Back in 2017, the Australian vitamin and health supplement provider Blackmores was subject to an unarguably hefty fine of USD 50,000. But this penalty didn’t result from a serious offense as you might think. In fact, it was a result of poor word choice in the company’s advertising campaign in China, which didn’t comply with the local Advertising Law.
What is China’s Advertising Law, why is it important, who should be mindful of it and how to market in China legally – all the answers below.
China’s Advertising Law in a nutshell
Who is bound by the law, and why?
It would be wrong to assume that only advertising companies who publish digitally in China must abide by China’s Advertising Law. So let’s be clear – Regardless of your industry, company’s size, ownership, time of entering the Chinese market, location, or marketing channels – ALL companies doing business in China, including B2B companies, are bound by China’s Advertising Law.
The law’s broad applicability stems from the Chinese definition of “advertising activities.” According to the law, any content, digital or printed, promotional or objective, used by sellers to promote or describe their goods or services is considered “advertising”. Practically speaking, this definition covers content published online (e.g., the company’s website, WeChat business account, and other social media platforms), in e-commerce websites (e.g., Tmall), and even physical marketing materials (e.g., content posted inside offices, stores, brochures, product labels, etc.).
What are the traps?
The Chinese Advertising Law is long, complex, and oftentimes vague. However, we listed here the three most common pitfalls you should definitely try to avoid:
1 – False advertising: Above all else, the Chinese Advertising Law forbids the publishing of misleading information and ambiguous words. It sounds straightforward, but there is more to it. “Truth in advertising“ doesn’t refer only to authentic and accurate information about the product, its function, quality, price, etc. Companies also have to be cautious about how they present themselves. For example, in November 2022, a Shanghai company was fined 5,000 RMB for publishing an advertisement on its WeChat account containing the words “over the years…”, even though it was only six months after the company registration in China.
2 – Superlatives: While using extreme terms such as “the best,” “the lowest price,” and “national level” is an acceptable sales technique in Western countries, in China, it’s prohibited. In the Blackmores case mentioned above, part of the heavy fine was due to the company’s claim of being Australia’s top nutritional supplement brand. Read more on how to Optimize Content on WeChat.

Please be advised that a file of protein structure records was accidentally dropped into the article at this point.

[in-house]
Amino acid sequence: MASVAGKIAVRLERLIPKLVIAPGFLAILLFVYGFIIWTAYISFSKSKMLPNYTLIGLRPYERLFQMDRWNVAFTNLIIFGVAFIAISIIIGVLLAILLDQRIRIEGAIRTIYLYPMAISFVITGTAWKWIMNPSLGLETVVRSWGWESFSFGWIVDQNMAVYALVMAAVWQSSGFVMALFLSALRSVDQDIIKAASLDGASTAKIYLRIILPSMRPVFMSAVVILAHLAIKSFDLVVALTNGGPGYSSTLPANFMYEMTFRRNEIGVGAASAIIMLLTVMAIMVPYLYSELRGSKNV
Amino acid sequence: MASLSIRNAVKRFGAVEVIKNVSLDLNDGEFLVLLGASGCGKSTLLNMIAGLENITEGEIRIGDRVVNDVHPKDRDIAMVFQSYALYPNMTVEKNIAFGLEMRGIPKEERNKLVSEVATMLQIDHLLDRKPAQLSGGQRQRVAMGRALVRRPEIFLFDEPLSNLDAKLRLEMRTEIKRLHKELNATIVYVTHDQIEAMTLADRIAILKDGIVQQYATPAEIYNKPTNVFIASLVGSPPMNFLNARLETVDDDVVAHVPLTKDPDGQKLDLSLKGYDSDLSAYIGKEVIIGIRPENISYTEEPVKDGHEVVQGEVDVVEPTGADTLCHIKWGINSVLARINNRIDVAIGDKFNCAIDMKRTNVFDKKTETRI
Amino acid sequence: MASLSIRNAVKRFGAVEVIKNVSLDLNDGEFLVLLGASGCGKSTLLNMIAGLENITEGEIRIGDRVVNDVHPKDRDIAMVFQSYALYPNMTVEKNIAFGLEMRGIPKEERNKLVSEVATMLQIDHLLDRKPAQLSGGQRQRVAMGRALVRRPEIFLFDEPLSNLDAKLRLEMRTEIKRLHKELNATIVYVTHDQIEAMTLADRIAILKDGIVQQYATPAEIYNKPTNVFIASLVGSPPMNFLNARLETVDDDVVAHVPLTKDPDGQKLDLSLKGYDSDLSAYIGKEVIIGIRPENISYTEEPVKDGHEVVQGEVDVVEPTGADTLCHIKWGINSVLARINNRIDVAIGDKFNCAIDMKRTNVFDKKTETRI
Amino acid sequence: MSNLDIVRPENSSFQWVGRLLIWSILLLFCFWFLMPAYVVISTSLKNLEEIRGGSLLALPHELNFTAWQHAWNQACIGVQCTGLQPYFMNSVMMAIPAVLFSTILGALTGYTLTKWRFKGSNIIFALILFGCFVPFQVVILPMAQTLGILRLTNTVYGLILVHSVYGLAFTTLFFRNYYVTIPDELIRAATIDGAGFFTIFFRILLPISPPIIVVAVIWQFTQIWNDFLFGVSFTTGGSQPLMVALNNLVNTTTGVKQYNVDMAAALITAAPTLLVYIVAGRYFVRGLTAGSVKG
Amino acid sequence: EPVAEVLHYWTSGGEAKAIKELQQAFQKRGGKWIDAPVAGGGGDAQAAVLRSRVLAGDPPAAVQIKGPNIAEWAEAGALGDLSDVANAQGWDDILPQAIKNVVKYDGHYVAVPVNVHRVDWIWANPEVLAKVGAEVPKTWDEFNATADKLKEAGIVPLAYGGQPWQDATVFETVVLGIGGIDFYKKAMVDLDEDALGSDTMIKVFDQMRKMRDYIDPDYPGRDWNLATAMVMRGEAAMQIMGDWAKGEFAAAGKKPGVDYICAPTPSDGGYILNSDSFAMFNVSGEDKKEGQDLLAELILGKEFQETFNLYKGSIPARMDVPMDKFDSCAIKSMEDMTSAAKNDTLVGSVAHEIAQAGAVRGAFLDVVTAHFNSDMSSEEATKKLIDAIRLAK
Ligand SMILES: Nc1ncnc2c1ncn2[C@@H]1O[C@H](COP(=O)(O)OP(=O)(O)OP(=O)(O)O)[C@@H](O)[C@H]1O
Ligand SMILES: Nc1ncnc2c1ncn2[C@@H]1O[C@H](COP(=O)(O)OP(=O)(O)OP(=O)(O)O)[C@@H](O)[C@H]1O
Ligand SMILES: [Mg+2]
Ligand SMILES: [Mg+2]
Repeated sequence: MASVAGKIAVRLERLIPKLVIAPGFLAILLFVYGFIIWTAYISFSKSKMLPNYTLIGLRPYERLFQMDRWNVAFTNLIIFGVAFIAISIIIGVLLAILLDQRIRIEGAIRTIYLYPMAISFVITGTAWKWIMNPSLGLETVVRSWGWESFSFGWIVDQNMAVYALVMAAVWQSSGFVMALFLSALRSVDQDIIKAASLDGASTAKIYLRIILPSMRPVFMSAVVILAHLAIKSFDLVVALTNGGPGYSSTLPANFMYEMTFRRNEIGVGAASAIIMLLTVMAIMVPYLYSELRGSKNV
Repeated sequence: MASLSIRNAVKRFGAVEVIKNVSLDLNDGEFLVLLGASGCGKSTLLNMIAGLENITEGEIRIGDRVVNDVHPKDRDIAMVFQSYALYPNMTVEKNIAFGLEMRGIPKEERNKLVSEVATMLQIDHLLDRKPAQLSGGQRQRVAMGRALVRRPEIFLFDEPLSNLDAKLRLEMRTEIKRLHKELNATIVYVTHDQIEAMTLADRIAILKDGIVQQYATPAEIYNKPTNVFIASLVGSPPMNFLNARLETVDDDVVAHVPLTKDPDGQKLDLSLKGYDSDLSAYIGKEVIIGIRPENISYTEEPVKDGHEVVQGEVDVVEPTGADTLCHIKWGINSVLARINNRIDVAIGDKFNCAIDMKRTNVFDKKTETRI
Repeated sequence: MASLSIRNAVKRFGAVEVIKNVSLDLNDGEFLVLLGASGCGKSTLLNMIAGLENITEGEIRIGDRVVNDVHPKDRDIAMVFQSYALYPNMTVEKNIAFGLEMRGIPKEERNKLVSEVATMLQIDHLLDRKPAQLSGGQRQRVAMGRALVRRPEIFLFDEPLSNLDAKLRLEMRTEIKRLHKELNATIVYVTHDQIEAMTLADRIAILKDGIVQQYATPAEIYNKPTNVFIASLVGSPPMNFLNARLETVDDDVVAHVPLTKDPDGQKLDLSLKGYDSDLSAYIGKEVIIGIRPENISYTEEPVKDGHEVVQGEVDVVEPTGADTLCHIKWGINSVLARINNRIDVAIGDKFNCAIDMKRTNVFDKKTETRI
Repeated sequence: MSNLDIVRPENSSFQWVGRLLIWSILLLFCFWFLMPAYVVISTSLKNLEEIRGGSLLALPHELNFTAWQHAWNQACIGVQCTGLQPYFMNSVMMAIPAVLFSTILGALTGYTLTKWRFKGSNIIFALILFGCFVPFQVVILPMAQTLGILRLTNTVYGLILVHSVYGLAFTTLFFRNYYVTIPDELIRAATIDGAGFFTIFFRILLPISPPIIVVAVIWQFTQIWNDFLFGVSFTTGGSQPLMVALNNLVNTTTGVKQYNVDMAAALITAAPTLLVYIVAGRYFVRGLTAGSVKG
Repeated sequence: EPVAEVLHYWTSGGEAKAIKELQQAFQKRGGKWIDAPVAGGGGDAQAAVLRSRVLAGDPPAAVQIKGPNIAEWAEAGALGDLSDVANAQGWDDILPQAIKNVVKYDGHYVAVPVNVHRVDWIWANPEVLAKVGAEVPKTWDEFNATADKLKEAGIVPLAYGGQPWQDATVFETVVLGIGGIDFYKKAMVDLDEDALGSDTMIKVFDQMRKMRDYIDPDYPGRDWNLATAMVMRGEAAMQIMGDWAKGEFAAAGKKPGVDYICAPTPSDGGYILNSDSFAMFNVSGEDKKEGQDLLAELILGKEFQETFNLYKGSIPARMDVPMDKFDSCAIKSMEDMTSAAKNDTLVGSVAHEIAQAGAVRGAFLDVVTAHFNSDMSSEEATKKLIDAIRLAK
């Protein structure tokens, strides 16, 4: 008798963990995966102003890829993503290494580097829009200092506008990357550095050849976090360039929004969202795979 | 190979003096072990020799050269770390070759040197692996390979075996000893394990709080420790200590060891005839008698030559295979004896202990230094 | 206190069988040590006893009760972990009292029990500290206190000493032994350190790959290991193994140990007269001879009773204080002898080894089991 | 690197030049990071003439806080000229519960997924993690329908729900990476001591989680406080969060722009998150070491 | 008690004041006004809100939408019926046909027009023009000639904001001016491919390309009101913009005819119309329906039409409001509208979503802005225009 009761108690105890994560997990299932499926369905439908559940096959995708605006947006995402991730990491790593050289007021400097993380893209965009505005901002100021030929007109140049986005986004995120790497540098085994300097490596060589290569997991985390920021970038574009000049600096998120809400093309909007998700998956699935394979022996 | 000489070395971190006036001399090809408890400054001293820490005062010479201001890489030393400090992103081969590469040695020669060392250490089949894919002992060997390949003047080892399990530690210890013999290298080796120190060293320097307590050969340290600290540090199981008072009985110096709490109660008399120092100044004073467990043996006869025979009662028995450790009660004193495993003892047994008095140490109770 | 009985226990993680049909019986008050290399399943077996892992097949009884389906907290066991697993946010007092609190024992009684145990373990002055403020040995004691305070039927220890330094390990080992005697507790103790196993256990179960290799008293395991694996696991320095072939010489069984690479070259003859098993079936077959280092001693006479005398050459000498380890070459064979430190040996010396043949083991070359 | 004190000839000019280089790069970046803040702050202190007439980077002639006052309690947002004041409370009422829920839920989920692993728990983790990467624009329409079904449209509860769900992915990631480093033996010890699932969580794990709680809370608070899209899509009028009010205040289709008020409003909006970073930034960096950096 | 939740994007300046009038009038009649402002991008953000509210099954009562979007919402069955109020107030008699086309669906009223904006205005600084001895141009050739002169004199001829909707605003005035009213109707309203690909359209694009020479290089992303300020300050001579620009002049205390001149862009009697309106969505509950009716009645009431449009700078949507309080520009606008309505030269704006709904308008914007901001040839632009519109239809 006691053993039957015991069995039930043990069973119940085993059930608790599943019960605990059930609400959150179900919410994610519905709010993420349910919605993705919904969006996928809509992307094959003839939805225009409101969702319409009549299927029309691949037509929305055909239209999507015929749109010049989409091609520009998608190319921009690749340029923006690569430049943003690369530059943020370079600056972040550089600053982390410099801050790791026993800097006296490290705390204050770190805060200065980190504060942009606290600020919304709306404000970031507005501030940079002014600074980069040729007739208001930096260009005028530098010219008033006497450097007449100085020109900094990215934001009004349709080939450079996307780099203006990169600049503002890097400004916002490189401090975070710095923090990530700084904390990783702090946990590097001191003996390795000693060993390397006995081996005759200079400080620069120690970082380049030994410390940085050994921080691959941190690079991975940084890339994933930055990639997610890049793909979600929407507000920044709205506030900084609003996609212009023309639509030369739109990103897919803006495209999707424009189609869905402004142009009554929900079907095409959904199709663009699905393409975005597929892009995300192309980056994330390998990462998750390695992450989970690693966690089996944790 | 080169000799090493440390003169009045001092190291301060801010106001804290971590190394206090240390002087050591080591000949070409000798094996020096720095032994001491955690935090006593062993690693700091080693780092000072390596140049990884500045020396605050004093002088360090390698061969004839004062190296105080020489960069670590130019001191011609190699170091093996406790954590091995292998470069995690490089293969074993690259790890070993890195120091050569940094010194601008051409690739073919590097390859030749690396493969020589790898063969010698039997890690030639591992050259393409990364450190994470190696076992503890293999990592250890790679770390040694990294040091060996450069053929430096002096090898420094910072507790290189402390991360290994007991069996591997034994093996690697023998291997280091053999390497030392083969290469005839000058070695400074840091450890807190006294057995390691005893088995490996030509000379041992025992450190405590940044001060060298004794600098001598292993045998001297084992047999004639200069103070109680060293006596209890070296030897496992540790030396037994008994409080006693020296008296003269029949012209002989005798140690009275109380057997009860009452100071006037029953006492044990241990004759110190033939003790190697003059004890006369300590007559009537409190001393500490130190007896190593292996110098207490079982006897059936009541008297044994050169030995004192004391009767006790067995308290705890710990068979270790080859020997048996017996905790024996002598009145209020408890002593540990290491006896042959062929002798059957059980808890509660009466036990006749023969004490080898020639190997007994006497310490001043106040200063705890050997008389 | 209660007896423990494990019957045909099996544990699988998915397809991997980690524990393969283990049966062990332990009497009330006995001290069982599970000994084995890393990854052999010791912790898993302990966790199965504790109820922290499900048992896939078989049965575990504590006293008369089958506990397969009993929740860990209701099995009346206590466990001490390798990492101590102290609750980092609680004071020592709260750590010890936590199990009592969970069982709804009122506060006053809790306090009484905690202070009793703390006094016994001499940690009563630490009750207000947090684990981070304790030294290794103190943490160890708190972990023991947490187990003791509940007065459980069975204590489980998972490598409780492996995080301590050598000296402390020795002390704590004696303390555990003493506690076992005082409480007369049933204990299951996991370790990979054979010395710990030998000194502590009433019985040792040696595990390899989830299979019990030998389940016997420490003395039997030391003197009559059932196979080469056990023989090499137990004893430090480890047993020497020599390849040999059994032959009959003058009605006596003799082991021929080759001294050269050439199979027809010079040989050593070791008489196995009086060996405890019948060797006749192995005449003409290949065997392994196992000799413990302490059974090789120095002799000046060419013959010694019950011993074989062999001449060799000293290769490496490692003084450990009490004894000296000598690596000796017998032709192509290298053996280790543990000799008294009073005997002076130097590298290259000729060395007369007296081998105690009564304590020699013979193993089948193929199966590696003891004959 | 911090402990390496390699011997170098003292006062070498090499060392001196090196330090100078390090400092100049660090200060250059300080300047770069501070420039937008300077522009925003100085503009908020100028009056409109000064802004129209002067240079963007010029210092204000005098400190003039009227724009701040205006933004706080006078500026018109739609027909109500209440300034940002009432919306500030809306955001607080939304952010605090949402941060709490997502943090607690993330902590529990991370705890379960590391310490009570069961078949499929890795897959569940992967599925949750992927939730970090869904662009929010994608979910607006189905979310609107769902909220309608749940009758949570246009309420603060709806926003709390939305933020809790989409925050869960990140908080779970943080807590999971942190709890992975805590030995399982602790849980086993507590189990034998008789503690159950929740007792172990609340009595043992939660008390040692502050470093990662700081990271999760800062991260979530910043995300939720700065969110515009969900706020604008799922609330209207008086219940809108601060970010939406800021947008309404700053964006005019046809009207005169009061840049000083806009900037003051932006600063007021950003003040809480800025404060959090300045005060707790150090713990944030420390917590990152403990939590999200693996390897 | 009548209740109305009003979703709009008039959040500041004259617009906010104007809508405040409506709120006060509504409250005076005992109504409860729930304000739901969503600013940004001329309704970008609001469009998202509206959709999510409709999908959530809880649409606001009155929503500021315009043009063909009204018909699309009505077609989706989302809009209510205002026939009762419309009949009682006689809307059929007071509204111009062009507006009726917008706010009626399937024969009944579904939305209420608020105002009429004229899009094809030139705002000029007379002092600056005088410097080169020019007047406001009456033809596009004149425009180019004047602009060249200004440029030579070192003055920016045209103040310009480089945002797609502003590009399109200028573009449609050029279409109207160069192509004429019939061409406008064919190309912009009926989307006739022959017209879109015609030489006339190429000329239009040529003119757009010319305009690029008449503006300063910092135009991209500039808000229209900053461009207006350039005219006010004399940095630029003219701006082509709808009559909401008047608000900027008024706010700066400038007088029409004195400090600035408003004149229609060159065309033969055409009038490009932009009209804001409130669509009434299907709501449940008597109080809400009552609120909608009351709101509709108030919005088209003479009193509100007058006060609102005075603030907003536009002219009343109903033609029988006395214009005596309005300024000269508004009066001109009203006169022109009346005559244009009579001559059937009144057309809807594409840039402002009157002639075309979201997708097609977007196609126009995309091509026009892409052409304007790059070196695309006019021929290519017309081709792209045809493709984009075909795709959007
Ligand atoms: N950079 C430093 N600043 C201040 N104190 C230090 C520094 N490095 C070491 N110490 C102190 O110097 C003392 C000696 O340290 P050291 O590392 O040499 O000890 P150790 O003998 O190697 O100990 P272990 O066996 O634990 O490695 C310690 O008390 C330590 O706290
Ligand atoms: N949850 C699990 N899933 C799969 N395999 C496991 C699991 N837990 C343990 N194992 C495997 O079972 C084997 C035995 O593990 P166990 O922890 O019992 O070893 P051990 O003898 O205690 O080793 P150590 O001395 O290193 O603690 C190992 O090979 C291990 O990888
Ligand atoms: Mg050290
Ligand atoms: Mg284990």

3 – China’s Advertising Law & PIPL: Using customers’ names and pictures as a marketing move, in testimonials for instance, puts the company at a double risk, since such an act is governed both by China’s Advertising Law and the Personal Information Protection Law (PIPL). Customers whose information was used without explicit consent may report the company to the authorities and demand compensation.
What are the consequences of violating the law?
Financial penalties are one measure by the government to sanction companies that don’t comply with the Chinese Advertising Law. In addition, and as part of China’s effort to facilitate a more transparent business ecosystem, any event of violation or wrongdoing is publicly announced and recorded. With databases such as China’s Administrative Penalty Decision Database, and the National Corporate Credit System, information about incompliant companies is accessible to the public and other professional third parties (suppliers, distributors, investors, etc.). In practice, this episode becomes part of the company’s reputation in China and may damage its image in the long term. Some would consider this ramification as worse than a fine…
How to advertise in China legally?
The more the Chinese government expands the national legislative framework, the more it is expected to increase its scrutiny and supervision of business activities. Experts predict that additional advertising regulations are on the horizon, so familiarity with the law and its clauses would be more relevant, yet complex.
International companies already doing business in China, and those strategizing their China market entry, are advised to be extra careful when drawing their first marketing plans for the Chinese market. As already established, China’s Advertising Law is intricate and abiding, and sadly, we’ve encountered too many incidents of companies violating the law even without being aware of it.
To start, keep in mind the three common pitfalls discussed earlier. They are relatively easy to monitor and identify. More importantly, consult with local experts who can help you share your messages in line with the law’s requirements. Remember that in China, almost everything is considered advertising, so attention to detail is critical.
PTL Group offers extensive marketing services for international B2B companies in China. One of the most desirable services lately is our workshops about China’s Advertising Law. For more information about the workshop and to know more about B2B marketing localization in China, get in touch.